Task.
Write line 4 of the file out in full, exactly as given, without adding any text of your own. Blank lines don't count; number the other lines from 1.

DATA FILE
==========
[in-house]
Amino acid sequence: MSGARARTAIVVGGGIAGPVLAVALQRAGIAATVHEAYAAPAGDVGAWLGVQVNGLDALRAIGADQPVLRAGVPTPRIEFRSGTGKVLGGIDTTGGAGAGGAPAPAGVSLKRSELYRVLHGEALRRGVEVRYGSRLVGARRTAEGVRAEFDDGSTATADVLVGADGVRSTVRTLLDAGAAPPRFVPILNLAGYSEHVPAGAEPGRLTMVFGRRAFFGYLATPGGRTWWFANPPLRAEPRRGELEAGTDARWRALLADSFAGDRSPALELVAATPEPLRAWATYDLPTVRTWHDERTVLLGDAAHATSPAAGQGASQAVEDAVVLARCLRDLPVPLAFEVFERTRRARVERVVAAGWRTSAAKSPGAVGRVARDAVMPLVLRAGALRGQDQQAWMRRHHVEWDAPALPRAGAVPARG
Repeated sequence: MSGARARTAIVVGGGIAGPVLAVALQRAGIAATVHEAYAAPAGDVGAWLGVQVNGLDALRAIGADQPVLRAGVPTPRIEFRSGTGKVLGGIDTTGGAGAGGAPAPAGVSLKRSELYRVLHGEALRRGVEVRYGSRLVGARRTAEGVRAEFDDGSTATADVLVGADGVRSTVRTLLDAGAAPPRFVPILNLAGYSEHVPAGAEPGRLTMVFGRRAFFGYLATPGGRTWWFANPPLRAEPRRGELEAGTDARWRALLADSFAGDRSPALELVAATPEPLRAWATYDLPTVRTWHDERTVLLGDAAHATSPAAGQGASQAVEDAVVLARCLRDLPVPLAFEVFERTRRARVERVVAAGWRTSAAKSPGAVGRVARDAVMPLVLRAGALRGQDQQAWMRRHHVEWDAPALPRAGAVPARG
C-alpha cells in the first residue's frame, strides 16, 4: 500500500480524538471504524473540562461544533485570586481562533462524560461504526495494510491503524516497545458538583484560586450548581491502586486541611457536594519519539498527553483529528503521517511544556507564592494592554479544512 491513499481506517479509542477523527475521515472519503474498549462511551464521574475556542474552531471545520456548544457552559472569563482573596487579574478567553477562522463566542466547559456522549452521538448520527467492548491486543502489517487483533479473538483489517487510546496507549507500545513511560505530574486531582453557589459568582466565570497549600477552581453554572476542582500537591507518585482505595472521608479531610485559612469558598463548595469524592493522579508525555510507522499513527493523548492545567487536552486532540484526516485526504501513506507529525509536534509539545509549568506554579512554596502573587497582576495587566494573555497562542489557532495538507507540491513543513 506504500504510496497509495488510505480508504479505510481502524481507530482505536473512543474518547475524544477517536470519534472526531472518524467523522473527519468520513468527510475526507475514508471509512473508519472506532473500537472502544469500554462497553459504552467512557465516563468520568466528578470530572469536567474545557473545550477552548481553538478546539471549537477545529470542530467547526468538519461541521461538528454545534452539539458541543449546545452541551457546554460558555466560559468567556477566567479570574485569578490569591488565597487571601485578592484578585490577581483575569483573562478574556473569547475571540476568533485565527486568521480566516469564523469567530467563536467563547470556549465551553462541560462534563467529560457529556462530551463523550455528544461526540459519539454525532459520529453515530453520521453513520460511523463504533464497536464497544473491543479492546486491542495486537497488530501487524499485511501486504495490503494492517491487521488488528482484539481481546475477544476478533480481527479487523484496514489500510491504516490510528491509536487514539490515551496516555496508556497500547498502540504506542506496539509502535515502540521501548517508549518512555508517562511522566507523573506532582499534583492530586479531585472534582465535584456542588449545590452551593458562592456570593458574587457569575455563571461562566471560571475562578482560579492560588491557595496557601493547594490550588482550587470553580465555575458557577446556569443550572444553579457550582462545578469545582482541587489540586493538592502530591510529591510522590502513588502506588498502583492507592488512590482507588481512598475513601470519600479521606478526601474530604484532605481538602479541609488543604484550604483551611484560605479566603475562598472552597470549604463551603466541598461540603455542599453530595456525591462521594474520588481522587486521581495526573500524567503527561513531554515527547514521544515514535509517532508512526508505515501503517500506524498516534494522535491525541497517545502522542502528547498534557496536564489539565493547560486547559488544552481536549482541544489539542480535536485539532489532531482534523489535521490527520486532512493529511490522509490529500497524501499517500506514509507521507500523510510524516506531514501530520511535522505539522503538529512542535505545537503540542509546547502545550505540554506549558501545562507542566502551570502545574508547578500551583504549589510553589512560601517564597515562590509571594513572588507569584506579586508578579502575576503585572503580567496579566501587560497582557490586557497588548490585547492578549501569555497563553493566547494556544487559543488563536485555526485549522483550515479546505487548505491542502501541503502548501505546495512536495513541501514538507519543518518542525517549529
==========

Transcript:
C-alpha cells in the first residue's frame, strides 16, 4: 500500500480524538471504524473540562461544533485570586481562533462524560461504526495494510491503524516497545458538583484560586450548581491502586486541611457536594519519539498527553483529528503521517511544556507564592494592554479544512 491513499481506517479509542477523527475521515472519503474498549462511551464521574475556542474552531471545520456548544457552559472569563482573596487579574478567553477562522463566542466547559456522549452521538448520527467492548491486543502489517487483533479473538483489517487510546496507549507500545513511560505530574486531582453557589459568582466565570497549600477552581453554572476542582500537591507518585482505595472521608479531610485559612469558598463548595469524592493522579508525555510507522499513527493523548492545567487536552486532540484526516485526504501513506507529525509536534509539545509549568506554579512554596502573587497582576495587566494573555497562542489557532495538507507540491513543513 506504500504510496497509495488510505480508504479505510481502524481507530482505536473512543474518547475524544477517536470519534472526531472518524467523522473527519468520513468527510475526507475514508471509512473508519472506532473500537472502544469500554462497553459504552467512557465516563468520568466528578470530572469536567474545557473545550477552548481553538478546539471549537477545529470542530467547526468538519461541521461538528454545534452539539458541543449546545452541551457546554460558555466560559468567556477566567479570574485569578490569591488565597487571601485578592484578585490577581483575569483573562478574556473569547475571540476568533485565527486568521480566516469564523469567530467563536467563547470556549465551553462541560462534563467529560457529556462530551463523550455528544461526540459519539454525532459520529453515530453520521453513520460511523463504533464497536464497544473491543479492546486491542495486537497488530501487524499485511501486504495490503494492517491487521488488528482484539481481546475477544476478533480481527479487523484496514489500510491504516490510528491509536487514539490515551496516555496508556497500547498502540504506542506496539509502535515502540521501548517508549518512555508517562511522566507523573506532582499534583492530586479531585472534582465535584456542588449545590452551593458562592456570593458574587457569575455563571461562566471560571475562578482560579492560588491557595496557601493547594490550588482550587470553580465555575458557577446556569443550572444553579457550582462545578469545582482541587489540586493538592502530591510529591510522590502513588502506588498502583492507592488512590482507588481512598475513601470519600479521606478526601474530604484532605481538602479541609488543604484550604483551611484560605479566603475562598472552597470549604463551603466541598461540603455542599453530595456525591462521594474520588481522587486521581495526573500524567503527561513531554515527547514521544515514535509517532508512526508505515501503517500506524498516534494522535491525541497517545502522542502528547498534557496536564489539565493547560486547559488544552481536549482541544489539542480535536485539532489532531482534523489535521490527520486532512493529511490522509490529500497524501499517500506514509507521507500523510510524516506531514501530520511535522505539522503538529512542535505545537503540542509546547502545550505540554506549558501545562507542566502551570502545574508547578500551583504549589510553589512560601517564597515562590509571594513572588507569584506579586508578579502575576503585572503580567496579566501587560497582557490586557497588548490585547492578549501569555497563553493566547494556544487559543488563536485555526485549522483550515479546505487548505491542502501541503502548501505546495512536495513541501514538507519543518518542525517549529